Croque-Monsieur (A glorified toasted sandwich)

Croque-Monsieur (A glorified toasted sandwich)

Somehow Aucklanders have managed to charge $8.50 for a glorified toasted sandwich by calling them croque-monsieurs. Essentially a ham and cheese toastie covered in a white cheese sauce, these things have suddenly become all the rage, and for good reason too. Think along the lines of the cheese roll’s far more stylish and sophisticated elder sister.

As long as you know how to make a good béchamel sauce you can turn any old ham and cheese toastie into a French classic. When making a béchamel sauce it is important to never add any flour once you start adding the milk. This is a sure fire way to get lumpy sauce. If your technique on this staple skill is a little shaky just pop on over to YouTube where you’ll find oodles of excellent videos to assist you.

Now, these are traditionally made with Gruyère. Not only does my impoverished budget not allow for such luxuries but also my local Countdown didn’t have any so I used trusty old Edam instead. Sprinkle a bit of grated Parmesan over the top to add extra flavour if you find some lurking around in your fridge.


Serves two

  • 4 slices of thick toast white bread
  • 4 slices of ham
  • ½ cup grated Edam
  • ¼ cup grated Parmesan

Béchamel sauce:
  • 30g butter
  • ¼ cup flour
  • ¾ cup milk
  • 1 teaspoon Dijon mustard
  • ½ cup grated Edam
  • Salt and pepper to taste


  1. Preheat the oven to a high grill (220 degrees) and preheat your baking tray on a reasonably high shelf.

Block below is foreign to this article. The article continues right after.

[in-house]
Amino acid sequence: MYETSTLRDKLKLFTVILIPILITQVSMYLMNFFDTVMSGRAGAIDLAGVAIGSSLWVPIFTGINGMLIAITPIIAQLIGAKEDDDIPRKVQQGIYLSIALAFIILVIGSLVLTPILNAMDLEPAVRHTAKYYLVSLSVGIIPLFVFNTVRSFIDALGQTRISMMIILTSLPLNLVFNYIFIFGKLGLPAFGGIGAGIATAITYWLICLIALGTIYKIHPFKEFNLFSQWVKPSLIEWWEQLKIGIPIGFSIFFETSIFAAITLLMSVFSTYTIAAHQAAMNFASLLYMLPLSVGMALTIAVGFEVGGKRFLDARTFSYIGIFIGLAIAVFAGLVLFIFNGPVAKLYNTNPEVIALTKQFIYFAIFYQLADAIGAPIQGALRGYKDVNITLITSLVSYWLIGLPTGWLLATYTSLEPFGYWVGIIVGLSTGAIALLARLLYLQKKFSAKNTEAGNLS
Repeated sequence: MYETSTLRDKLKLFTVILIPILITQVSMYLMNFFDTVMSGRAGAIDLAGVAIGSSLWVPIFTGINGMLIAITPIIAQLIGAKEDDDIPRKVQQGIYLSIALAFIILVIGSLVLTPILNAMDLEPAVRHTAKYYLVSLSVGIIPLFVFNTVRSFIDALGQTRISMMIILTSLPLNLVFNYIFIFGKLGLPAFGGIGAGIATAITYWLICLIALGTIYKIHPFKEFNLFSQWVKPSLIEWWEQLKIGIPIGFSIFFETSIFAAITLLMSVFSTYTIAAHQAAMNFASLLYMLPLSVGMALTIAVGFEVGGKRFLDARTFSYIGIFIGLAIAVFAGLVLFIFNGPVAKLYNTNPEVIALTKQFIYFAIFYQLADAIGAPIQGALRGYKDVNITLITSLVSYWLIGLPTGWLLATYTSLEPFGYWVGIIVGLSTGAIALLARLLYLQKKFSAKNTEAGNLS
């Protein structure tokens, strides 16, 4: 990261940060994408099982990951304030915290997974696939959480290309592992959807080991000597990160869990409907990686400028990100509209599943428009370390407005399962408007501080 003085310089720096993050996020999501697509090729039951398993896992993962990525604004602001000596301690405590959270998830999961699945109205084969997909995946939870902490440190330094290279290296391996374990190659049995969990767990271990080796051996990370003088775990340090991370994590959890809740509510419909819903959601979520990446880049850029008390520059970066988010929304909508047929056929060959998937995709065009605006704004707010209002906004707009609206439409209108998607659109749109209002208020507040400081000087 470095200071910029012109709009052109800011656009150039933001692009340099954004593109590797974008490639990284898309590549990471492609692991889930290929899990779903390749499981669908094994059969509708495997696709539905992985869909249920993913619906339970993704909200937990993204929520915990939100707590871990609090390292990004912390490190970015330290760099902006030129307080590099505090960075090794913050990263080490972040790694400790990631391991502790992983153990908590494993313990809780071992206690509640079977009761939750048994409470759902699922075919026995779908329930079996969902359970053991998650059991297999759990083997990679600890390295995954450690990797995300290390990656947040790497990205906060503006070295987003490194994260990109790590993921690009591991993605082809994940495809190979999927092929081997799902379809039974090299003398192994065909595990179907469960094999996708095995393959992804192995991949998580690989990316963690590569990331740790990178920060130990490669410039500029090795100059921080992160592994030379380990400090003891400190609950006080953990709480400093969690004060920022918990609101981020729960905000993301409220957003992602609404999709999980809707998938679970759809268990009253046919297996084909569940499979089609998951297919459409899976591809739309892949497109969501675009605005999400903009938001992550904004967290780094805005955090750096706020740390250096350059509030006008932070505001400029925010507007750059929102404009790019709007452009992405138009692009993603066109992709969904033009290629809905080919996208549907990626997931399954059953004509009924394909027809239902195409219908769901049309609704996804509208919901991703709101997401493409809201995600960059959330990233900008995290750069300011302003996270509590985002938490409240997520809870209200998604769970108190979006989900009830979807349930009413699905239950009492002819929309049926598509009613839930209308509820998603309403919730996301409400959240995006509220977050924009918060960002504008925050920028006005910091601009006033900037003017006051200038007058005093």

2. Melt the butter in a small saucepan over a low-to-medium heat then add the flour. Stir until it comes off the sides and dough forms. Cook this dough (whilst still stirring) for another minute or so, making sure not to brown it. Slowly start adding in your milk and stirring so that the dough breaks up and becomes a thick sauce with the milk. Once all the milk is added, continue to stir over the heat until the sauce thickens to the same consistency as thick custard. Stir in the mustard and the cheese and leave to one side.
  3. Spread the Dijon mustard onto two of your bread slices. Spread a quarter of the béchamel sauce on top of that making sure you go right to the edges. Layer over the ham and then a small handful of cheese. Place the top bread pieces over the top and then spread over the last of the béchamel sauce. Top with the rest of the grated cheeses, place on your baking tray (lined with baking paper) and grill for five minutes – keeping an eye on it, of course!
  4. Remove from the oven and devour as soon as it is cool enough to stuff into your mouth. Brace yourself for the cheese coma that is sure to follow!
This article first appeared in Issue 25, 2014.
Posted 2:58pm Sunday 28th September 2014 by Sophie Edmonds.